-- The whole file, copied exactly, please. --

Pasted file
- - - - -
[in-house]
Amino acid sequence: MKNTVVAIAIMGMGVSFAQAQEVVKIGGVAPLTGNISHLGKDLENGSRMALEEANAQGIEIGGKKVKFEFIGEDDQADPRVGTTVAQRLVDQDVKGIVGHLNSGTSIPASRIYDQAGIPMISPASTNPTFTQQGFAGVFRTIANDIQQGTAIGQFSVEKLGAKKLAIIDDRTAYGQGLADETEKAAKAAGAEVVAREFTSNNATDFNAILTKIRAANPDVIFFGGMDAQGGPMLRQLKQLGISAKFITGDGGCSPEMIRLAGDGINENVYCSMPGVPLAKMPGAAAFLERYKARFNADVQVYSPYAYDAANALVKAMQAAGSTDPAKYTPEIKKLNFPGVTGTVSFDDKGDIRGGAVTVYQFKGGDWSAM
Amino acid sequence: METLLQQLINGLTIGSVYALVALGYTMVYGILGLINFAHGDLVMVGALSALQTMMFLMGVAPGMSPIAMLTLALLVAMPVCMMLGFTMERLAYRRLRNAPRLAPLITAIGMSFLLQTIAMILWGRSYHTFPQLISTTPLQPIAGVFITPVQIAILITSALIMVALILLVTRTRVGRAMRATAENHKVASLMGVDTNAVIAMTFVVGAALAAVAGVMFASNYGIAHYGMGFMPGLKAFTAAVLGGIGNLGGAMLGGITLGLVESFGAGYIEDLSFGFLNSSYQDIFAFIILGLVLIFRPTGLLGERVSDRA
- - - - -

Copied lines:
[in-house]
Amino acid sequence: MKNTVVAIAIMGMGVSFAQAQEVVKIGGVAPLTGNISHLGKDLENGSRMALEEANAQGIEIGGKKVKFEFIGEDDQADPRVGTTVAQRLVDQDVKGIVGHLNSGTSIPASRIYDQAGIPMISPASTNPTFTQQGFAGVFRTIANDIQQGTAIGQFSVEKLGAKKLAIIDDRTAYGQGLADETEKAAKAAGAEVVAREFTSNNATDFNAILTKIRAANPDVIFFGGMDAQGGPMLRQLKQLGISAKFITGDGGCSPEMIRLAGDGINENVYCSMPGVPLAKMPGAAAFLERYKARFNADVQVYSPYAYDAANALVKAMQAAGSTDPAKYTPEIKKLNFPGVTGTVSFDDKGDIRGGAVTVYQFKGGDWSAM
Amino acid sequence: METLLQQLINGLTIGSVYALVALGYTMVYGILGLINFAHGDLVMVGALSALQTMMFLMGVAPGMSPIAMLTLALLVAMPVCMMLGFTMERLAYRRLRNAPRLAPLITAIGMSFLLQTIAMILWGRSYHTFPQLISTTPLQPIAGVFITPVQIAILITSALIMVALILLVTRTRVGRAMRATAENHKVASLMGVDTNAVIAMTFVVGAALAAVAGVMFASNYGIAHYGMGFMPGLKAFTAAVLGGIGNLGGAMLGGITLGLVESFGAGYIEDLSFGFLNSSYQDIFAFIILGLVLIFRPTGLLGERVSDRA